BRASILIA – The Brazilian federal judge who found former President Luiz Inacio Lula da Silva guilty on corruption charges issued an order Wednesday freezing four bank accounts belonging to the 71-year-old politician.
The affected accounts hold a total of 606,727 reais ($192,002), banking regulators said.
Judge Sergio Moro said the purpose of the freeze was to ensure Lula’s ability to pay any fines that may be imposed on the former head of state if the conviction is upheld.
A week ago, Moro sentenced the man who governed Brazil from 2003-2011 to nine years and six months in prison in connection with the massive corruption scandal centered on state oil company Petrobras.
Moro found Lula guilty of having accepted services valued at 3.7 million reais ($1.1 million) from a construction company that benefited from contracts with Petrobras.
The charges rest on the claim that Lula was the real owner of a beachfront triplex near Sao Paulo registered in the name of OAS, one of the engineering companies implicated in bribing Petrobras executives to secure inflated contracts and diverting some of the extra money to politicians who provided cover for the graft.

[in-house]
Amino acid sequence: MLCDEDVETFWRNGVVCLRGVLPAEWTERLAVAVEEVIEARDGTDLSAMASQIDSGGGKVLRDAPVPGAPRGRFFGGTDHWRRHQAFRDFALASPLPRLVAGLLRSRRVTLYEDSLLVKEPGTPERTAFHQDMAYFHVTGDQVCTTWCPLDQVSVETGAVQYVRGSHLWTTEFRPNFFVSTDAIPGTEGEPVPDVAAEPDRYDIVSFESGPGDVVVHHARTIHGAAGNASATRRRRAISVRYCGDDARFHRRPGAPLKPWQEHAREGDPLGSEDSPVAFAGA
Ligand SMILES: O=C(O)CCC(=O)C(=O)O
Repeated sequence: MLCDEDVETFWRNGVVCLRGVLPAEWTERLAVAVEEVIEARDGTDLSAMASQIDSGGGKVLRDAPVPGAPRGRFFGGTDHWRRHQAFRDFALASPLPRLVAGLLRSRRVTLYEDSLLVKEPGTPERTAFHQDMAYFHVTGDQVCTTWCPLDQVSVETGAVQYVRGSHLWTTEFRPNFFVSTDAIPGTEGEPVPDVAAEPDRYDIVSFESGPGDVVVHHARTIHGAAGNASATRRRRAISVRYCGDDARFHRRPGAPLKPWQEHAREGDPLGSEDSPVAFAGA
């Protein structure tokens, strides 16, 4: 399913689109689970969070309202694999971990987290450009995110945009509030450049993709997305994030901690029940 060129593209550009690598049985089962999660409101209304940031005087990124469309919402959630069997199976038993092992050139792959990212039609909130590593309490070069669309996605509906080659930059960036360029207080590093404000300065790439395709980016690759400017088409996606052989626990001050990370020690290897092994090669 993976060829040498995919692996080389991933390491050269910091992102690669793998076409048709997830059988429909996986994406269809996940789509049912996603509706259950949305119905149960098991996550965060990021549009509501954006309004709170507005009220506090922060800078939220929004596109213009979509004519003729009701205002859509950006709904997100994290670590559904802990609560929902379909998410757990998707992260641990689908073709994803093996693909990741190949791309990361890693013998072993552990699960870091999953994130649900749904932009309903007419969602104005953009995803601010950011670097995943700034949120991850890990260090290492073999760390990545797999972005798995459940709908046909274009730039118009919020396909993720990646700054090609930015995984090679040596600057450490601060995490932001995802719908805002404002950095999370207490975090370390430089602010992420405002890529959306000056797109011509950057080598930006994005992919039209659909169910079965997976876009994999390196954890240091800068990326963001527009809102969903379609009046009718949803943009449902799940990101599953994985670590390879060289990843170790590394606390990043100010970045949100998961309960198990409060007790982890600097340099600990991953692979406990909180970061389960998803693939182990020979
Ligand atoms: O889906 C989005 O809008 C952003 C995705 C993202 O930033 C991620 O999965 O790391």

Lula allegedly accepted renovations to the luxury apartment as a reward for giving OAS the inside track on government contracts.
The ex-president, who remains Brazil’s most popular politician, denies that he ever owned the apartment, much less benefited from improvements to the property.
Though he still faces several other corruption trials, Lula will remain eligible to run for president next year until and unless a conviction is upheld on appeal, something unlikely to happen before mid-2018 at the earliest.
Brazilian lawmakers are set to vote Aug. 2 on whether to allow a criminal case to proceed against incumbent President Michel Temer, who is accused of accepting bribes from meatpacking giant JBS and of encouraging that company to pay hush money to a former top lawmaker convicted earlier this year in connection with the Petrobras scheme.
Those allegations stem from plea-bargain testimony by JBS executives, including an audio recording in which Temer appears to tell company chairman Joesley Batista that payments to the former speaker of Brazil’s lower house of Congress, Eduardo Cunha, needed to continue to prevent him from turning state’s evidence.
Temer has vehemently denied any wrongdoing.
JBS executives also have told prosecutors as part of plea-bargain testimony that the company provided tens of millions of dollars in campaign contributions to Temer’s two immediate predecessors, Dilma Rousseff – ousted by Congress last year on dubious grounds – and Lula.